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gzt

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  Reply # 1092656 20-Jul-2014 20:16
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tdgeek:
networkn: Anyone know how I can tell what route NZ to Singapore, Singapore to Milan takes? I recently won a trip and am feeling a little anxious and I am not the best flyer at the best of times?



Try  http://flightaware.com   I recall that was what I read. Go to the Airline Flight Tracker on the left, and on the right are the waypoints. It has a map with the route
If you know the flight numbers, you can get the info you need based on the expected flight plan

I found http://www.flightradar24.com/ easier to use overall.

From memory the only area of potential and occasional conflict is the Spratly Islands and some other areas in the south china sea. Iirc: conflict so far has been minor naval things with firehoses and such and some very small fishing boats sunk, China has mapped some of the area as a restricted air zone, which the US military ignores. I would guess civilian air traffic stays away but don't know. Interestingly, it appears to me (unconfirmed) carriers taking US advice were staying away from the Ukraine/Millitia/Russia conflict areas, but others were continuing.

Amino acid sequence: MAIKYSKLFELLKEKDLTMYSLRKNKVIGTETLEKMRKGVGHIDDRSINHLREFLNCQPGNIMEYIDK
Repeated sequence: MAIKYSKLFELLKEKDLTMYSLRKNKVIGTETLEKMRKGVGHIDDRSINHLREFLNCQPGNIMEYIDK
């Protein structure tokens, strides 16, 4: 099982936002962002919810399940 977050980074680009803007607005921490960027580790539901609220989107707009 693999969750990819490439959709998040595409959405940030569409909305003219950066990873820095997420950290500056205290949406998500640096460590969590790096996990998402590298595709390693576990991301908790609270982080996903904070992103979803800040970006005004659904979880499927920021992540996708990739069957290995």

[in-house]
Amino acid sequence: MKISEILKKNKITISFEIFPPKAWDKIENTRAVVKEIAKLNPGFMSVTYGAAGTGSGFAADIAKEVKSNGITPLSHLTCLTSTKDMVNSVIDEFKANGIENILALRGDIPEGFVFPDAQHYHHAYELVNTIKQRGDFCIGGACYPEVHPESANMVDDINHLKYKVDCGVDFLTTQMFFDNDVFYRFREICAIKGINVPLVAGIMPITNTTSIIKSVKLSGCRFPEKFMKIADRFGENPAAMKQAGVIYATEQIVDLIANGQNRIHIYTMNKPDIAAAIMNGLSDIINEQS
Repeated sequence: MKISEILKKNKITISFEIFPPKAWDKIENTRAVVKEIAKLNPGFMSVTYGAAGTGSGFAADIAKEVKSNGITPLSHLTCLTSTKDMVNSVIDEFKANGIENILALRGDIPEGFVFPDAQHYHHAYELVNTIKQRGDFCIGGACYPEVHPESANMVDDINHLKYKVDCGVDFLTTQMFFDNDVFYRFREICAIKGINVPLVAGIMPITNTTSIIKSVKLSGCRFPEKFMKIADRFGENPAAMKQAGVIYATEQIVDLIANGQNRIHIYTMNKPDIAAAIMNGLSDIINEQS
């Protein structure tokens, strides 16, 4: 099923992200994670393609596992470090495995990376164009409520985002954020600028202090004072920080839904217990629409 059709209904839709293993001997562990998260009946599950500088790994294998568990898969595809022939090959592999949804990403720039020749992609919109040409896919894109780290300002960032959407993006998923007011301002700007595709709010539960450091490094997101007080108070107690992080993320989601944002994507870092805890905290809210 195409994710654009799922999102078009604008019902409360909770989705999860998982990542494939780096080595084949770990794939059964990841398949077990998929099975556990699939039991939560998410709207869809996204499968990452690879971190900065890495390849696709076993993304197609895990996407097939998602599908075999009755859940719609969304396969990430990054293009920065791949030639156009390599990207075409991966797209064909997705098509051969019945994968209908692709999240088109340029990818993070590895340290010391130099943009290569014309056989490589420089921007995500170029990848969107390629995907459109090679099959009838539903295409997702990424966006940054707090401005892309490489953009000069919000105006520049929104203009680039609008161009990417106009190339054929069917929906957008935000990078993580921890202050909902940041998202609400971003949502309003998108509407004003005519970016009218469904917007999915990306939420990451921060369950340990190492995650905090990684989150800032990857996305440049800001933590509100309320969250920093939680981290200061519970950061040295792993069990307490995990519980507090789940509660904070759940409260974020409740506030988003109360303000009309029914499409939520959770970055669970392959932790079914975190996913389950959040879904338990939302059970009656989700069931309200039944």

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  Reply # 1092657 20-Jul-2014 20:20
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gzt:
tdgeek:
networkn: Anyone know how I can tell what route NZ to Singapore, Singapore to Milan takes? I recently won a trip and am feeling a little anxious and I am not the best flyer at the best of times?



Try  http://flightaware.com   I recall that was what I read. Go to the Airline Flight Tracker on the left, and on the right are the waypoints. It has a map with the route
If you know the flight numbers, you can get the info you need based on the expected flight plan

I found http://www.flightradar24.com/ easier to use overall.

From memory the only area of potential and occasional conflict is the Spratly Islands and some other areas in the south china sea. Iirc: conflict so far has been minor naval things with firehoses and such and some very small fishing boats sunk, China has mapped some of the area as a restricted air zone, which the US military ignores. I would guess civilian air traffic stays away but don't know. Interestingly, it appears to me (unconfirmed) carriers taking US advice were staying away from the Ukraine/Millitia/Russia conflict areas, but others were continuing.